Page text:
Thursday, August 31, 2017

summer beets

It used to be granddads garden. Now my father grows vegetables, mainly onions and salad for spring season and tomatoes, always tomatoes, as all of us in a family are addicts and instead of blood homemade tomato juice is running trough our veins. Here and there plum trees, one pear tree and two apple trees. Stars of this modest garden of ours are sour cherries, two beautiful, medium in high cherry trees, jewels of the garden.
This year I got involved in seeding and growing process. I needed badly something that will distract me from my daily routine, a temporary occupation that keeps mind clean and body tired, a game where servant falls asleep right after sunset. The idea was to grow lots of herbs, flowers and different sorts of vegetables. I drew a specific plan for seeding and had bag of seeds, leek, zucchini, carrot, basil, chives, green beans, chard, beets, onion, garlic, chamomile, pumpkin, sage, parsnip, marigold, nasturtium, cucumber, lavender, wild peas..
I imagined greens all around, buzzing bees collecting nectar from blooming flowers, us picking romano beans. I am laughing now. Weather was tricky and cruel so far for this year, freezing in spring, stormy winds, few ice storms, caterpillar season and drought. I guess we are lucky to have anything, especially without irrigation system and protection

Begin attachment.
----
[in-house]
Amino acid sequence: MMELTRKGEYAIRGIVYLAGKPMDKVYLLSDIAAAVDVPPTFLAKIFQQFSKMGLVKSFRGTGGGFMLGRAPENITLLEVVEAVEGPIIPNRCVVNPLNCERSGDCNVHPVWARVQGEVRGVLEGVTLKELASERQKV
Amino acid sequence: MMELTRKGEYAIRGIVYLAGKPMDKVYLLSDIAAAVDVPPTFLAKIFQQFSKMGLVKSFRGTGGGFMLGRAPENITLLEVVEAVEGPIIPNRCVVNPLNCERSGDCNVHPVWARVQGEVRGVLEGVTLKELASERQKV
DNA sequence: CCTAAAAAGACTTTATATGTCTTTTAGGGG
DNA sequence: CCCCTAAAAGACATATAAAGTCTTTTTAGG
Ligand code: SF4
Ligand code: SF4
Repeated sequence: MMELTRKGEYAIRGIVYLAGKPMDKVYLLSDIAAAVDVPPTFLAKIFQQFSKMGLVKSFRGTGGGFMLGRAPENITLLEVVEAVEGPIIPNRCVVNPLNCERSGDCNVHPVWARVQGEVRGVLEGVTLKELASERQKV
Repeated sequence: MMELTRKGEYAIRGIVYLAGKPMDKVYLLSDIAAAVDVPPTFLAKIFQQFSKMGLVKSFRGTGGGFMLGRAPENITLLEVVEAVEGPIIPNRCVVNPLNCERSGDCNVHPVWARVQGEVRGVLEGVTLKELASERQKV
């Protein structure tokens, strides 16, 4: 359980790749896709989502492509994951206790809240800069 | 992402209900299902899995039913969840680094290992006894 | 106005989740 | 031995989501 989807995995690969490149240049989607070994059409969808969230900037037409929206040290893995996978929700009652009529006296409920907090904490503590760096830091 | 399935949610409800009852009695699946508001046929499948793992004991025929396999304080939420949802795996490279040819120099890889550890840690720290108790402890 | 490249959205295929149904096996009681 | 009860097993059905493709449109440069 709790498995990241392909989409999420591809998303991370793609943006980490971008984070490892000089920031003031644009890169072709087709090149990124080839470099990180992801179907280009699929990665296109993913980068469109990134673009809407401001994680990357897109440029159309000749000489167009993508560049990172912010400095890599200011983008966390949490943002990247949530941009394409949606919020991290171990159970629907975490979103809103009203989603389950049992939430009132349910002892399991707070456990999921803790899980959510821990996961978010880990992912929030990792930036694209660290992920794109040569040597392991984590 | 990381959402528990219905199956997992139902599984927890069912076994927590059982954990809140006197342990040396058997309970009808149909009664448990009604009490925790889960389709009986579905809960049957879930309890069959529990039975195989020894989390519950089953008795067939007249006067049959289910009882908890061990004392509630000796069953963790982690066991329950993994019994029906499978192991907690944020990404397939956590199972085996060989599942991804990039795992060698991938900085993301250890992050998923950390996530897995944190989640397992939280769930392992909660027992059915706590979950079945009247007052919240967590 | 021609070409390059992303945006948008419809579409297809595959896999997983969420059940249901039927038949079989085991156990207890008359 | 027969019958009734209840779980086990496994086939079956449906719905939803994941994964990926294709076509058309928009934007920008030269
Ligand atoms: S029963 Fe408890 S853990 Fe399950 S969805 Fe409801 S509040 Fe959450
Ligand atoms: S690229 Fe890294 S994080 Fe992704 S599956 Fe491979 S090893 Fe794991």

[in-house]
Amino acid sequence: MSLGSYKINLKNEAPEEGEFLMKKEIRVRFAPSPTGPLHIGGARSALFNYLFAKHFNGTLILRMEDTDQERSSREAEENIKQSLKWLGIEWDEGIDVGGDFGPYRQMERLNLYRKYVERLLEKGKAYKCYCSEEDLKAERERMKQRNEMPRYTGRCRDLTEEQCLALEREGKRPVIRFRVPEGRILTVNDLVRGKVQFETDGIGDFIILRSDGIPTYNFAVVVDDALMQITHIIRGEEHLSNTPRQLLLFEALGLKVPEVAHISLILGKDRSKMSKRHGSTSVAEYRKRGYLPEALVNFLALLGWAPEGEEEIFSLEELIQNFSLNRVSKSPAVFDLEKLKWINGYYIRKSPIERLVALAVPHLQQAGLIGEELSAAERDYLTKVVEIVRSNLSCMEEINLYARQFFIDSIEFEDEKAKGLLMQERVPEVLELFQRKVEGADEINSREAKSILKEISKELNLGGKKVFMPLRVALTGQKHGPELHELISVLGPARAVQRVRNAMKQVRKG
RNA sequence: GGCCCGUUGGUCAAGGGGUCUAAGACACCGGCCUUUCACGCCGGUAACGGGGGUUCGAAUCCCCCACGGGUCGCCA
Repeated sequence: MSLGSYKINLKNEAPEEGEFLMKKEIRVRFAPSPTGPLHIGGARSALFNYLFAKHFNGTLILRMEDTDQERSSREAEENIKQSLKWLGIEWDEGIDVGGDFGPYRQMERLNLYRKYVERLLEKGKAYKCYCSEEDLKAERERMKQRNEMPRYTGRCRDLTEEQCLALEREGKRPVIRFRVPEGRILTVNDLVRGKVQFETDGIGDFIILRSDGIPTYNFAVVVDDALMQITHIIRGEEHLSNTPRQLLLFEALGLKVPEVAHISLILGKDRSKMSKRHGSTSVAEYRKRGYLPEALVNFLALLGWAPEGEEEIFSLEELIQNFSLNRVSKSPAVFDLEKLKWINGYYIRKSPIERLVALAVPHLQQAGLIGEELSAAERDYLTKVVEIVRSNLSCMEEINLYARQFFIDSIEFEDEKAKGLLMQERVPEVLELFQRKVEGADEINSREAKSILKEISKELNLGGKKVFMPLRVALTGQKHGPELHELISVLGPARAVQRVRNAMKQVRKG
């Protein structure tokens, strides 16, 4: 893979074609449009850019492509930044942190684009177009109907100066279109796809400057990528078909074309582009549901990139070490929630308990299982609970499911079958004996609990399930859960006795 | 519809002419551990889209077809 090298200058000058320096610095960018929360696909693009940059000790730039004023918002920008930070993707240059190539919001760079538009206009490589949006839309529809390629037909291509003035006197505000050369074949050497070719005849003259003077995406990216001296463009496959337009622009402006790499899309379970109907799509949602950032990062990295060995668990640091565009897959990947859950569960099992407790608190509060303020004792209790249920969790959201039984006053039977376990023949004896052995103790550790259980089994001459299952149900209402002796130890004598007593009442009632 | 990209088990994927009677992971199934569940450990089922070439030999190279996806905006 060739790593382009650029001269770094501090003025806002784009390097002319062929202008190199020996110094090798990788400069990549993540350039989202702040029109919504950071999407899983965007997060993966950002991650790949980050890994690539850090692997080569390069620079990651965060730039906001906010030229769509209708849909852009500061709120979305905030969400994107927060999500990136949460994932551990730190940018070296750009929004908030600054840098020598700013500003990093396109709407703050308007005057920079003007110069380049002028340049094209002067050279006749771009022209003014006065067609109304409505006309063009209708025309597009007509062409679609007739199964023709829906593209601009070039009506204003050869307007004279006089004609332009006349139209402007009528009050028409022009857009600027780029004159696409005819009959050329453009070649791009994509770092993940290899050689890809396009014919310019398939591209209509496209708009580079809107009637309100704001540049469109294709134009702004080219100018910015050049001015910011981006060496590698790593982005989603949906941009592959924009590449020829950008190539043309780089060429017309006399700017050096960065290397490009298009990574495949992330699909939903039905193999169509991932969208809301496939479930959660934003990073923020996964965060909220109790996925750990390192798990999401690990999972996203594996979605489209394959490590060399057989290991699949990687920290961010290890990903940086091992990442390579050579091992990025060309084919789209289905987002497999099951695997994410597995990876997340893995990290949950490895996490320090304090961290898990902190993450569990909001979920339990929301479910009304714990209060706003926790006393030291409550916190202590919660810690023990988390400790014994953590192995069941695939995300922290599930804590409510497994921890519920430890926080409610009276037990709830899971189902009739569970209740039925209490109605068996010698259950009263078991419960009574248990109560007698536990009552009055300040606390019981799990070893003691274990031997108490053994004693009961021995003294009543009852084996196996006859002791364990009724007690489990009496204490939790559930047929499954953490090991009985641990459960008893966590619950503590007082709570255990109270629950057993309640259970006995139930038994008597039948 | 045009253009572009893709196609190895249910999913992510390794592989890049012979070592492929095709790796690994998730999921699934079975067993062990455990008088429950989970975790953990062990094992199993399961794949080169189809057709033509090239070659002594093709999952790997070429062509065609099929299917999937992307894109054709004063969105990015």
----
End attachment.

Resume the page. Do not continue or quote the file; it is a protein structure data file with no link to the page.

August has come to an end and garden looks like it's late fall, burned, and this scenery is present since July. Tomatoes, beets and chard survived, surprisingly, onions were great, as they escaped drought season, and lavender joyfully sunbaths. Caterpillars ate all plum and apple leaves. Some fruits are still hanging from the leafless branches but no one dares picking them up causing caterpillar rain.  
As said already beets are bit a surprise for this year, and they are rather small but very sweet and it takes only half an hour to cook them trough, if you are not planning using them fresh. Color is dark, purple. I don’t mind having differently colored beets but my hurt goes to purple ones, and these are packed with their well known ‘hard-to-define’ earthy flavor.  They are many, many ways to use beets, but below you can find few ideas of how to use cooked beets and one of them is by far my favorite.

Beetroot hummus
about 400g cooked beets
can of chickpeas (400g, drained 240g)
2 cloves of garlic
one tsp tahini paste
juice of 1/2 lemon
one tsp cold water
salt to taste

Place all the ingredients in a food processor and mix until smooth, until you get hummus like paste. Taste and add more lemon juice and salt if needed. The color is out of this world and so is the taste!

Serving options: tortilla wrap filled with pink beetroot humus, avocado, goat cheese, fresh basil and thyme.

 Pink pasta for two
100g of pasta flour
100g semolina

Making pasta dough: mix cooked beets (just one half) with few drops of cold water, just enough to be able to drain purple liquid trough the sieve. Use this liquid to form pasta dough. Once the dough is formed, cover with plastic wrap and leave to rest for half an hour before start roiling it.

Serving options: cook pasta in vegetable broth with some leftover parmesan rind and serve with egg yolk.

Blueberries and beet smoothie
one frozen banana (about 100g)
180g fresh blueberries
20g cooked beets
100ml almond milk

Place everything in a blender and pulse at intervals until you get a smooth consistency. 

Stay tuned for finding out how to preserve garlic best way.